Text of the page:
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While nutmeg and cinnamon did not grow well in Singapore, the black pepper vine did. Much of the wealth of Singapore in the early days of British rule came from the export of pepper to Europe. The meagre looking pepper vine is seen here (photo on left) climbing up a wooden trellis.










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Near the Spice Garden is the Keramat Iskandar Shah, that is the burial place of Sri Sultan Iskandar Shah, the last of the five kings who ruled Singapore during the golden age of the Malay Kingdom in the 14th century. Actually, no one really knows if Sri Sultan Iskandar Shah is actually buried here, but the site is considered sacred.


Sri Sultan Iskandar Shah is otherwise known as Parameswara (Malay for Supreme Lord). He fled Singapura in 1396 following a foreign attack and ended up founding Malacca and the start of a new Malay Sultanate (ultimately the Old Johor Sultanate).

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Another interesting location on this tour is the Arcaeological Dig which was started in 1984 and proved the existence of a late 13th and 14th century Malay settlement on this hill. There is a lot of reading to be done at this location, so I would recommend reading up in advance from the National Parks website.

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The military aspect of this location is also obvious. You will see cannons, used for display not for function, and a Fort Gate which was once part of the fortress wall that surrounded the summit of this hill. You can also access the Battle Box bunker here, but it was too late in the afternoon for us to do that.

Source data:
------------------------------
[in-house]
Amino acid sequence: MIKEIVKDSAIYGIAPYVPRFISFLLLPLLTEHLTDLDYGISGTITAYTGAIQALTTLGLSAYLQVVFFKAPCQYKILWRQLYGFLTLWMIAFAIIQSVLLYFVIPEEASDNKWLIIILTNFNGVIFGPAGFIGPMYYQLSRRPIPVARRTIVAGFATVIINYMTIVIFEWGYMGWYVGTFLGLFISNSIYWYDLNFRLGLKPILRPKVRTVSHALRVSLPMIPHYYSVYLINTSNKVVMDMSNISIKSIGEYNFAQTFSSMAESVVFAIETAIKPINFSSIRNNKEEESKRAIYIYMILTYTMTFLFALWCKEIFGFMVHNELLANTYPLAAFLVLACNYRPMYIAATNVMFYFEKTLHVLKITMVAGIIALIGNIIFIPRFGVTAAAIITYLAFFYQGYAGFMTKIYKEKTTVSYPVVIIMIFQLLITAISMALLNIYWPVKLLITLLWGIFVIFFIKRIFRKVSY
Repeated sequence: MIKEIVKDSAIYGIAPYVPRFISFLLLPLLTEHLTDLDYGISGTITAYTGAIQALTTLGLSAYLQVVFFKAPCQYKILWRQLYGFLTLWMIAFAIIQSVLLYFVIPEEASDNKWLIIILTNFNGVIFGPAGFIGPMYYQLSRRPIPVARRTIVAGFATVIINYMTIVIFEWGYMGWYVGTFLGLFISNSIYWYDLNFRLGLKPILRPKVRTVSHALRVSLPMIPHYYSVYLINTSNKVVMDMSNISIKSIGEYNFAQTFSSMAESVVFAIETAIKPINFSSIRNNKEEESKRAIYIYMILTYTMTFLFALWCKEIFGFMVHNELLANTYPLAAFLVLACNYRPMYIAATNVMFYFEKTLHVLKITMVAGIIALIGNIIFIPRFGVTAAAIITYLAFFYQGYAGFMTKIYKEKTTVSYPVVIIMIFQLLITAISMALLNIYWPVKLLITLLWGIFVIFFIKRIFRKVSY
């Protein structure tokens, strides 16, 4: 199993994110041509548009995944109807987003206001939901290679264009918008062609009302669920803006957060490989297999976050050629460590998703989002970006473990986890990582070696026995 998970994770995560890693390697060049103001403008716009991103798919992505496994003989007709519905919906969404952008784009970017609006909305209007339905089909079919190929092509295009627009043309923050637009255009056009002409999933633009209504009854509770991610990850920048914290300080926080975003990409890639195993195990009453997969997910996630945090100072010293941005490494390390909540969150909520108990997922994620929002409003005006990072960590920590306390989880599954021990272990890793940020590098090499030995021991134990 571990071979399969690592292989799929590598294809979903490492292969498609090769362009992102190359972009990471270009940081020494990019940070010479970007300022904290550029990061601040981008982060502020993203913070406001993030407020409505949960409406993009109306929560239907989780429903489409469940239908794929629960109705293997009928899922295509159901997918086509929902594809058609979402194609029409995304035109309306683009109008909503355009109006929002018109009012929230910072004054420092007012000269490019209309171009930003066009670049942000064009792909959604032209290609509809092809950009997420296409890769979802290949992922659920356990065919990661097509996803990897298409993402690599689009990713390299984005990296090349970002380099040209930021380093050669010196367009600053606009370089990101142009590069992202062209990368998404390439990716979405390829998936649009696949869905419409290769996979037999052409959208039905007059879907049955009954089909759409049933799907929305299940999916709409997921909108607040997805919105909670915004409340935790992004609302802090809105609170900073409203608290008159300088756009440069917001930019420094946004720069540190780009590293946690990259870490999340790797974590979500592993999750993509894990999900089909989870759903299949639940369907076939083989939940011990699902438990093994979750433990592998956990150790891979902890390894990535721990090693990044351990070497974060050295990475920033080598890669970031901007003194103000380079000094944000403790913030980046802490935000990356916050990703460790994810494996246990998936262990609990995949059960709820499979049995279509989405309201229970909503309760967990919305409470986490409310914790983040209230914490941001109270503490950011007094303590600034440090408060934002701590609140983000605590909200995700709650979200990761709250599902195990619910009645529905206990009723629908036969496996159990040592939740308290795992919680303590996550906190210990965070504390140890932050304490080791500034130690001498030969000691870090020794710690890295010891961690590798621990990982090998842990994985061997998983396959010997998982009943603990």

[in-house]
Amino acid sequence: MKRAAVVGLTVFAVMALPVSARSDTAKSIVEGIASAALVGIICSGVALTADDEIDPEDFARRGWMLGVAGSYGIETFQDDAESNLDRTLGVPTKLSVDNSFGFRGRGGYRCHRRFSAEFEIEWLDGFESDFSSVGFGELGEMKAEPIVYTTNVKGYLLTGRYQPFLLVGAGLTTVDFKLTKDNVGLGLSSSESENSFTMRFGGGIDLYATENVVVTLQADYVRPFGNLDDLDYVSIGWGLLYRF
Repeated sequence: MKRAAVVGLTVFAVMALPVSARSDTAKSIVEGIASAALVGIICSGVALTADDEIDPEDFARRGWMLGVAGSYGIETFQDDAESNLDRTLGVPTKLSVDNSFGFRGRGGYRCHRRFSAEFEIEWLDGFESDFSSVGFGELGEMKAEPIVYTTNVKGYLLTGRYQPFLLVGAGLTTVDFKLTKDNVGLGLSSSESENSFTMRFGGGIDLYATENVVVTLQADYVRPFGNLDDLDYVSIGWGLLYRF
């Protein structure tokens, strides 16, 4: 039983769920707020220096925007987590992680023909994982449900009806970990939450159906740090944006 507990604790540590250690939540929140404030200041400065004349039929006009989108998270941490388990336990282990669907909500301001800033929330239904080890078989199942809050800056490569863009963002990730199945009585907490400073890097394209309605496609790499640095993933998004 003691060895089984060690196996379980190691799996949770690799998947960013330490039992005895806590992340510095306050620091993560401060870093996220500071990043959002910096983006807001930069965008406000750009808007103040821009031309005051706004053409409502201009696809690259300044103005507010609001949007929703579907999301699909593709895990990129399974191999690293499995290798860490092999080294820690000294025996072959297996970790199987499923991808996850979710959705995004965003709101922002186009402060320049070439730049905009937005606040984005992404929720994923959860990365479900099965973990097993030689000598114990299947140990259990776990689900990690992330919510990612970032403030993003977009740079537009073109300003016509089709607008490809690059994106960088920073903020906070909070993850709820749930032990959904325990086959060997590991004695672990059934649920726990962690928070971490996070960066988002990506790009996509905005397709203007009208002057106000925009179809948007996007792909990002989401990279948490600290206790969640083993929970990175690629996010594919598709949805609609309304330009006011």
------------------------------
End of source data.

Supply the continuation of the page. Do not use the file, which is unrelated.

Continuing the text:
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Walking around this hill will give you are real sense of history as its significance re the maritime role of Singapore is obvious. The Malays, the British, and the Singaporeans have all gained from the strategic position of Singapore on the trade route between India and China. And Canning Hill was the place to observe and control this wealth-making activity. Besides that, the open space and tree-lined paths make this a very pleasant area just for a walk. Some of these trees, especially the rain trees, are protected as national treasures and really are quite spectacular (see photo below left).

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© Helen Gray 2019